Increasing social inequalities call for a widening of our understanding of the key factors in the embodiment of social inequalities during childhood and adolescence. In comparison to earlier and later phases of the life course, analyses for young people show rather inconsistent influences of socio-economic status (SES) on the health and health behaviour during youth. Theoretical considerations suggest that the distinction between objective and subjective aspects of SES could be an important step in unravelling the causes behind these inconsistencies. Using the example of weight related health risks (including over- and underweight), this presentation shows how objective and subjective aspects of wealth relate to young people’s health and health behaviour and why their distinction is especially crucial in affluent countries like Luxembourg. The study uses data gathered from 11 to 17 year-olds by self-administered questionnaires in the context of the 2014 cross-national Health Behaviour in School-aged Children (HBSC) study. The relation of objective family wealth (measured by Family Affluence Scale-FAS) and subjective social status (measured by perceived wealth) with BMI outcomes and other weight related health risks is analysed using logistic regression. The results show distinct and even opposing influences of objective and subjective SES on young people’s health. Both the empirical results and theoretical considerations are used for an evaluation of the usefulness and relevance of the distinction between objective and subjective SES for the analysis of health inequalities during youth.

A Comparative Study of Religious Activity, Life and Health Expectancy: Results from the Survey of Health and Retirement in Europe (SHARE)

Dr Chi-Tsun Chiu (Academia Sinica) - Presenting Author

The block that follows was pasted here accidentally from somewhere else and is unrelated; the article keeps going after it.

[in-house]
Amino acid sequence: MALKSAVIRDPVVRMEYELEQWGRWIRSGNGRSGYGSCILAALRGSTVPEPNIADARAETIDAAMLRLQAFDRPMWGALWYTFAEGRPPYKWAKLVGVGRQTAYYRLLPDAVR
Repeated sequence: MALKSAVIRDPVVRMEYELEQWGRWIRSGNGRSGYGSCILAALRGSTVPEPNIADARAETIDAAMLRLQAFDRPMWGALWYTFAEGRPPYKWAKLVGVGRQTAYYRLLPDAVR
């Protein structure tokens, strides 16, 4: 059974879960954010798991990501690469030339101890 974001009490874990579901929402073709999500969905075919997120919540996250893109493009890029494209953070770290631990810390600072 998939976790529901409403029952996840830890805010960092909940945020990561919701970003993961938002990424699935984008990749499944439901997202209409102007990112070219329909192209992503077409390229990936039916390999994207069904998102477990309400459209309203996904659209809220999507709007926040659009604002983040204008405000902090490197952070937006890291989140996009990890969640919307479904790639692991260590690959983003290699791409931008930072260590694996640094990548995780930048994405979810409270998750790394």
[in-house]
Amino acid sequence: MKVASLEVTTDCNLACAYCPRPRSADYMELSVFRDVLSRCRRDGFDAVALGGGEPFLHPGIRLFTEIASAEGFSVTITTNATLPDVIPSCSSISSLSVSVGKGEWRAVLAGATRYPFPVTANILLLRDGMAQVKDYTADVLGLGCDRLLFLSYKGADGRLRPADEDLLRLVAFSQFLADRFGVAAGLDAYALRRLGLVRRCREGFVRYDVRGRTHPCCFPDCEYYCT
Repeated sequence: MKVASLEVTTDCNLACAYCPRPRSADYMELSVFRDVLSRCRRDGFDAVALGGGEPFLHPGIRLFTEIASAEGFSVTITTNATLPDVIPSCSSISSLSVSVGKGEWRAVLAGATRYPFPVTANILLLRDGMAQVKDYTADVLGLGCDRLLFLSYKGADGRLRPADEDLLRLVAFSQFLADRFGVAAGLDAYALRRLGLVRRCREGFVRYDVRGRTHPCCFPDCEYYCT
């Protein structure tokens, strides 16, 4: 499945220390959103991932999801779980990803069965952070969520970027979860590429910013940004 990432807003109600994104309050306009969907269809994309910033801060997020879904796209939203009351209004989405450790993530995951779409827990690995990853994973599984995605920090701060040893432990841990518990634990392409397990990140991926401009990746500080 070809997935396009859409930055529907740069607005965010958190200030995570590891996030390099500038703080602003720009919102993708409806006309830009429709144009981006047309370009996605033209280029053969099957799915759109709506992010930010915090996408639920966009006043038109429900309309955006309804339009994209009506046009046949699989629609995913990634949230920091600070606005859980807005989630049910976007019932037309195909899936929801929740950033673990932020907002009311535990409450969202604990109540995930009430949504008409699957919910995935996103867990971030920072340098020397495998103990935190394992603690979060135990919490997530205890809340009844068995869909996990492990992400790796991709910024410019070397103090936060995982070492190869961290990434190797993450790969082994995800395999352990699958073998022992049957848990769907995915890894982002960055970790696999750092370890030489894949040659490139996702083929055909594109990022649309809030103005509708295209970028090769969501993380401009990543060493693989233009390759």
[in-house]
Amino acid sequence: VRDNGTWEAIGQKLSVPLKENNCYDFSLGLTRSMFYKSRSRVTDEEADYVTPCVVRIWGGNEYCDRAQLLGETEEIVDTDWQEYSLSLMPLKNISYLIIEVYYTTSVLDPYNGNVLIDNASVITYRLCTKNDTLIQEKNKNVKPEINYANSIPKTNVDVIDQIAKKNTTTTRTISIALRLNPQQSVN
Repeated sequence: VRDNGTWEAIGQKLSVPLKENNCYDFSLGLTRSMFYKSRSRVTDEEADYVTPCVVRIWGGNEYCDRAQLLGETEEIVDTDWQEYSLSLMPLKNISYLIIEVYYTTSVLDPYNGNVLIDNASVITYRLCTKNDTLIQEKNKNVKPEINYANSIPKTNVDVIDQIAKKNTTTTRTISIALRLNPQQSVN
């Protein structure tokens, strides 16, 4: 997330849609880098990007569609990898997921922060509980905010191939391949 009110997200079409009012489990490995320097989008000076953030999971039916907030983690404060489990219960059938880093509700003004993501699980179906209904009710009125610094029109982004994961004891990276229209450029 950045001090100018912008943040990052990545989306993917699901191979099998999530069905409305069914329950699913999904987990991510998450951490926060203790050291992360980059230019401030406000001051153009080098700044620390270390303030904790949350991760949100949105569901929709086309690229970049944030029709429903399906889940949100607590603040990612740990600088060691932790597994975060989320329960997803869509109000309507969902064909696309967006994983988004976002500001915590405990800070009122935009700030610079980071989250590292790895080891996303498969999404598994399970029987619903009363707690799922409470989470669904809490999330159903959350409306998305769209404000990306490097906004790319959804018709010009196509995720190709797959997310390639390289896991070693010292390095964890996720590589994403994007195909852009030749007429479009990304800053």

There has been a long-standing history of research implicating religious participation as a determinant of health and mortality, most concluding that religious participation is salutary. Despite this long history of research, there are critical lacunae in the extant literature. First, research on religion and health has rarely considered mortality and morbidity simultaneously. Second, most studies focus solely on middle and older aged adults and U.S.-based samples where Judeo-Christian traditions dominate. Third, most research on religion and non-mortality health outcomes examine cross-sectional samples. Finally, not much research has been devoted to which characteristics moderate the religiosity health association. Here we introduce two potential factors: education and baseline health status. The current paper addresses these knowledge gaps by providing a comparative investigation on the degree religious participation associates with life and healthy life expectancy among adults aged 50+ across five countries (Poland, Israel, Italy, Spain and Sweden) of the Survey of Health and Retirement in Europe (SHARE), these countries being characterized by different socioeconomic conditions as well as political, historical and traditional circumstances. We focus on health expectancy, which allows the simultaneous examination of mortality and morbidity, and consider several health outcomes as well as including key covariates such as education and baseline health as moderating factors. In the study, we calculate health expectancies based on three measures. The first is self-rated health. The second measure is the Global Activity Limitation Index (GALI). The third health measure was based on six Activities of Daily Living (ADL). Age, sex, socioeconomic status (measured by education), and social engagement are included in the analyses models. Our results show that religious activity is related to life expectancy and health expectancy at age 50. However, the association vary across countries.